France court issues first fines for wearing full-face veils in public

[JURIST] A French court in Meaux on Thursday fined two Muslim women for violating the controversial French law [materials, in French] that bans wearing full-face veils in public, including the Islamic burqa [JURIST news archive] and niqab [BBC backgrounder; JURIST news archive]. Although more than 90 women have been cited by police [Guardian report], the fines are the first time a French court has enforced the law [WSJ report] passed in April. Hind Ahmas, 32, and Najate Nait Ali, 36, were stopped in May near the town hall [AFP report] in Meaux where they were carrying an birthday cake for the mayor, Jean-Francios Cope—vocal advocate of the "burqa ban" and head of the ruling rightwing UMP party [official website, in French]—on the occasion on his birthday. The pair has indicated they will appeal to France's highest court, the Court of Cassation [official website, in French], and, if necessary, to the European Court of Human Rights (ECHR) [official website], which would have implications across the continent. The judge issuing the fine is expected to publish his ruling explaining the decision.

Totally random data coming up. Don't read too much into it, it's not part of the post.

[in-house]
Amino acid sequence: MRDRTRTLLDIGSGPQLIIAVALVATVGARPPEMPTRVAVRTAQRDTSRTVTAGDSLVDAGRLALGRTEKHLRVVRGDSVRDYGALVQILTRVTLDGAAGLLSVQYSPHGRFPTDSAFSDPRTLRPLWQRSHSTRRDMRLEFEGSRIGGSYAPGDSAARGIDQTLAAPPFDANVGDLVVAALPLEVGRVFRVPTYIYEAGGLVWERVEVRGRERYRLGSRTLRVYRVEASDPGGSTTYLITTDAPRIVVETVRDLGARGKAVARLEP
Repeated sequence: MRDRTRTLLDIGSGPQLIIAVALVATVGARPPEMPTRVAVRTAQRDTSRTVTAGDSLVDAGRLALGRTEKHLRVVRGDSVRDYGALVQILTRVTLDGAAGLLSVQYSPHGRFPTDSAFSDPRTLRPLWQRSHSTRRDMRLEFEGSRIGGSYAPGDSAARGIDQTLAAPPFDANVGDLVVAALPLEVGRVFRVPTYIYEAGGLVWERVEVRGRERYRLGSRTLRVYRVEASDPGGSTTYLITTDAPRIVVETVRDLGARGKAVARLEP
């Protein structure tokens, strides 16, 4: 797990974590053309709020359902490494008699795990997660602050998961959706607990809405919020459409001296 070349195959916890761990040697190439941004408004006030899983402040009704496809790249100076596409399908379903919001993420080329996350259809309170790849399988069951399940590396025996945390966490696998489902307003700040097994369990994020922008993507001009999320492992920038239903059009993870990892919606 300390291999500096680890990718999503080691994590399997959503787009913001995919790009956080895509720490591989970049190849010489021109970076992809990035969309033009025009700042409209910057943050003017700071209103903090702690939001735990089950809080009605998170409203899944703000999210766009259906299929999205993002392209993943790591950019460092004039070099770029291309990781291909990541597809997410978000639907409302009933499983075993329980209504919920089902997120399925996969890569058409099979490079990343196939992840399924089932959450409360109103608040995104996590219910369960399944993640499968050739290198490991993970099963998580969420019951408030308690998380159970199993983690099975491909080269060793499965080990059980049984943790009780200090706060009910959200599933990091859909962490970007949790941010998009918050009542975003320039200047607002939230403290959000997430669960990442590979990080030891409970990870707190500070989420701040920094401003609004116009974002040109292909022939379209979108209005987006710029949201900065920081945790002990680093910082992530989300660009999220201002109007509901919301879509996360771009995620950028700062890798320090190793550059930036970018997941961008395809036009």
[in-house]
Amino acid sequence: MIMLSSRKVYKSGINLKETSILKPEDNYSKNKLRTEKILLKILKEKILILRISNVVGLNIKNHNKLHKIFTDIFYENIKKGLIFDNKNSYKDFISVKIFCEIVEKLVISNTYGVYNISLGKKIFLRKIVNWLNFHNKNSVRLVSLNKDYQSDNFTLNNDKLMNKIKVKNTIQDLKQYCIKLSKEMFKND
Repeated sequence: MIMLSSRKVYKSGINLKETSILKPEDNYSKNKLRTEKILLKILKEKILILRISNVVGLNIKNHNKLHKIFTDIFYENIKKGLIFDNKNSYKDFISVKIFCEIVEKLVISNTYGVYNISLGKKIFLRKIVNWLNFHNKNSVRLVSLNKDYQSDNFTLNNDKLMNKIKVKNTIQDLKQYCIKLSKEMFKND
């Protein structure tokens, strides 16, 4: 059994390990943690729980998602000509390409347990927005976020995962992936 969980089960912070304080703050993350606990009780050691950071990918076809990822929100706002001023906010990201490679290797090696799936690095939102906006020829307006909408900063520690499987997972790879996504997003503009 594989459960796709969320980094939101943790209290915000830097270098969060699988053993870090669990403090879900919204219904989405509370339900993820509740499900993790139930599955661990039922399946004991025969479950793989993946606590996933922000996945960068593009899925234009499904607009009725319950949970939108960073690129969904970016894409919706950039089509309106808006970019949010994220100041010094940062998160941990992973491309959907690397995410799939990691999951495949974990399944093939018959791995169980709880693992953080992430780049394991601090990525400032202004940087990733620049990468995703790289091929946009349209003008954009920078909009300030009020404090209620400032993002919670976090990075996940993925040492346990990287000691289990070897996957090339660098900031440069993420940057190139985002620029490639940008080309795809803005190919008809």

Since France passed its law in April, several other European countries have proposed or passed similar legislation. In August, an Italian parliamentary commission approved a draft law [JURIST report] that bans women from wearing full-face veils in public. In July, Belgium implemented a law banning women from wearing the burqa [JURIST report] in public, with violators facing the possibility of fines or up to seven days in jail. A French Muslim couple living in the UK filed a challenge [JURIST report] in June in the ECHR over the French ban on full face coverings. Also in June, a Spanish court upheld a city ban on veils in municipal buildings for identification and security purposes. Last October, the French Constitutional Council ruled that the ban conforms with the Constitution [JURIST report]. Also in October, Dutch politician Geert Wilders said that the Netherlands will ban the burqa [JURIST report] as part of the government's plan to form a minority coalition. In August 2010, Austria's conservative Freedom Party [official website, in German] called for a special vote [JURIST report] on whether to ban face veils and the construction of minarets, two of the most visible symbols of the Islamic faith. In July 2010, Spain's lower house of parliament rejected a proposal [JURIST report] to ban the burqa and other full face veils by a vote of 183 to 162 with two abstaining.

 

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